Taxi services think inside a box. So did Blockbuster. So does Microsoft.
But here’s the thing. Uber, Netflix, and Apple also think inside boxes. So do you. So do I.
A box is a frame, a paradigm, a habit, a perspective, a silo, a self-imposed set of limits; a box is context and interpretation. We cannot think outside boxes. We can, though, choose our boxes. We can even switch from one box to another to another.
Boxes get dangerous when they get obvious, like oft-told stories that harden into cultural truth. Letting a box rust shut is a blunder not of intention but of inattention.
Boxes are invisible until we look for them. Let’s look.
Figure 1 presents a real company as shown by its annual report. If you’d bought its stock at 21 9/16, you’d have almost quadrupled your money over the subsequent four years. My question for you: would you buy its shares now?
I’ve used the financial-history exercise in my corporate workshops on strategic thinking and in my classroom. I’ve observed that most people dive immediately into the numbers when I ask them whether they’d invest now. A cautious or suspicious few ask due-diligence questions.
Almost no one questions whether those numbers are appropriate for the decision at hand. They silently adopt the supreme box of the corporate world: the financial-accounting view of the company.
I am not saying that a neat tabular arrangement of money over time is inherently right or wrong. I am saying that it is unwise not to notice what analytic framework you choose to answer a question. Did the handy financial-accounting box keep you from noticing that I’d said nothing about the company’s market position, customer preferences, cost structure, and much more? Did a box stop you from refusing to make an investment decision based solely on the financials?
The company is Enron.
The numbers are from its 2000 annual report, a year before it went bankrupt. Does it matter that it was Enron in the exercise? Not a bit. Whatever the company, the numbers and insights inside one box don’t include the numbers and insights from other boxes.
Agility is much in demand. It doesn’t, or at least shouldn’t, merely mean hair-trigger reflexes. Something happened! Do something, quickly!
Agility means doing something smart, quickly. Here are some get-smart-fast methods I’ve learned while war-gaming and simulating Fortune 500 companies. Each of them involves noticing and switching boxes.
- Role-play your competition. Prior to a war game, a company believed its planned price cut would work because its competitor couldn’t afford to match it. It changed its mind when its own people, role-playing the competitor, discovered they couldn’t afford not to match the price cut.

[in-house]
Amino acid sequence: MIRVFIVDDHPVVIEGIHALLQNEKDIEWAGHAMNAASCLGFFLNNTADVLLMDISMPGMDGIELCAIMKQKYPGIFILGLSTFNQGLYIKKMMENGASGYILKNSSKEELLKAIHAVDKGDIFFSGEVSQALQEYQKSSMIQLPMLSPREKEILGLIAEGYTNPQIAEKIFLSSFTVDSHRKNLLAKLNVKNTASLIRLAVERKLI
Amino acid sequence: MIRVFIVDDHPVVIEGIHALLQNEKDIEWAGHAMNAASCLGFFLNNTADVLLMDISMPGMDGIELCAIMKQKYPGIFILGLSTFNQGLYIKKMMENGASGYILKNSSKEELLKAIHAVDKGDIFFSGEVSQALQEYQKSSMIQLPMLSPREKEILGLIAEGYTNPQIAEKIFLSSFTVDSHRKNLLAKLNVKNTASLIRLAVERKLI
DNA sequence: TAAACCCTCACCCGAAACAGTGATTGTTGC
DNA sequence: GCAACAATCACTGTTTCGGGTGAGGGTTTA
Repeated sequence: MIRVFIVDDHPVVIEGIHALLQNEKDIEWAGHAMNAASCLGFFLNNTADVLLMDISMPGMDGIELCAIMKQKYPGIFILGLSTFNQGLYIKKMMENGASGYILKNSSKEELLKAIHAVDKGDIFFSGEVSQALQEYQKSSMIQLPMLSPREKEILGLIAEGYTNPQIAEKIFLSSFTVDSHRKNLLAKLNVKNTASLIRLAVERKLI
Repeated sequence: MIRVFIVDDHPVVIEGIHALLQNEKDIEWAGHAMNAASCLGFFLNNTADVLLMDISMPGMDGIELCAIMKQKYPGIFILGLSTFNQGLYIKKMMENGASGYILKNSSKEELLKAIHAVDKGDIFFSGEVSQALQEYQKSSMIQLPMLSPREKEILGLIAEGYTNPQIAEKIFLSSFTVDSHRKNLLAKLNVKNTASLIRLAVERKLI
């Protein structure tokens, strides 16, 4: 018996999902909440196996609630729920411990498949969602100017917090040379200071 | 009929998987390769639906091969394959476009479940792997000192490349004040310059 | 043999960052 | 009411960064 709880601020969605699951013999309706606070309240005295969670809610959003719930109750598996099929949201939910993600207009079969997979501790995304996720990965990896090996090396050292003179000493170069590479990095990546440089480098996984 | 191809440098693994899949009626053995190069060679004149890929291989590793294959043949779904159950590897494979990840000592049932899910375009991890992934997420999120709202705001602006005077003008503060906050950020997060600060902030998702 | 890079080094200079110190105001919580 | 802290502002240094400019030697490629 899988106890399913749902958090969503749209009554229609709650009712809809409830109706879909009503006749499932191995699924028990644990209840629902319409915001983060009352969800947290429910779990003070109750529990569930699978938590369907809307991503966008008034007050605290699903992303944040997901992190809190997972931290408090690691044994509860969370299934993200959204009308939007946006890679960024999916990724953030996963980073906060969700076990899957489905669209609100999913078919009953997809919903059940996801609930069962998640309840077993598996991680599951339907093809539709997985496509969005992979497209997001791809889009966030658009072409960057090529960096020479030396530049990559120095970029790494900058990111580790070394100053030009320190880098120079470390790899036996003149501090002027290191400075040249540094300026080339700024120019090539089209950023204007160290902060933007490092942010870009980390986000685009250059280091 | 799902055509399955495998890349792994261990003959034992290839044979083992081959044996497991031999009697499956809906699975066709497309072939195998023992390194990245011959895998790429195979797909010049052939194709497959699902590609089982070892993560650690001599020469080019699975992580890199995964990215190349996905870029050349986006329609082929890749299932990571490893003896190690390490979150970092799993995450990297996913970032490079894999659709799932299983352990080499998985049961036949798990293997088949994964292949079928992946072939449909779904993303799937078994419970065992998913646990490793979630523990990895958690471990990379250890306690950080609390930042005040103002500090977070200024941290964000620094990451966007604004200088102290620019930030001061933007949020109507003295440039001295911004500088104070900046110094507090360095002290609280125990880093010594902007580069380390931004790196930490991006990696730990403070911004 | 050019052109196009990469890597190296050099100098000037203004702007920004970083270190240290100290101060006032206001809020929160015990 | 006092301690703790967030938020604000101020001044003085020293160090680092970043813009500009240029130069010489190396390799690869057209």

- Reverse the labels. You can get an extra kick out of SWOT (strengths, weaknesses, opportunities, and threats) analysis. When you’ve completed the lists in each category, reverse the labels. See how thinking grows when strengths become weaknesses (and vice versa) and opportunities become threats (and vice versa).
- Resist the urge to converge. A company faced several competitors, restive customers, and government regulations in flux. In a 15-minute exercise we determined there were millions of possible scenarios ahead. That dispelled the notion that they could plan for “the” future.
- Assume the presence of intelligent life. People often say “they were stupid to do X” when they see X lead to an unhappy outcome. I ask “why would a smart person do X?” I don’t mean that the person was necessarily smart, or that I agree with them; but it’s dangerous to assume bad outcomes meant that decision-makers were stupid. They might know something you don’t.
Thinking that you must act outside the box is also a box. My colleagues and I worked with a Fortune Global 50 company that had come up with a revolutionary change to its product. The change had passed every internal review. The company wanted one last test, a quantitative (simulation-based) war game, before they launched the revolution.
The simulation showed their revolution would work beautifully… as long as competitors didn’t mind. (Notice that such a possibility wouldn’t occur to companies in a Figure 1 box or even in a customer-research box. That’s why it’d passed the internal reviews.) Spending a little time thinking inside competitors’ boxes revealed that the revolution would trigger the equivalent of nuclear war. The company cancelled the revolution.
So, don’t ask how you can think outside the box. Ask how many boxes you can think inside. Then, dive in. The revelations are fine.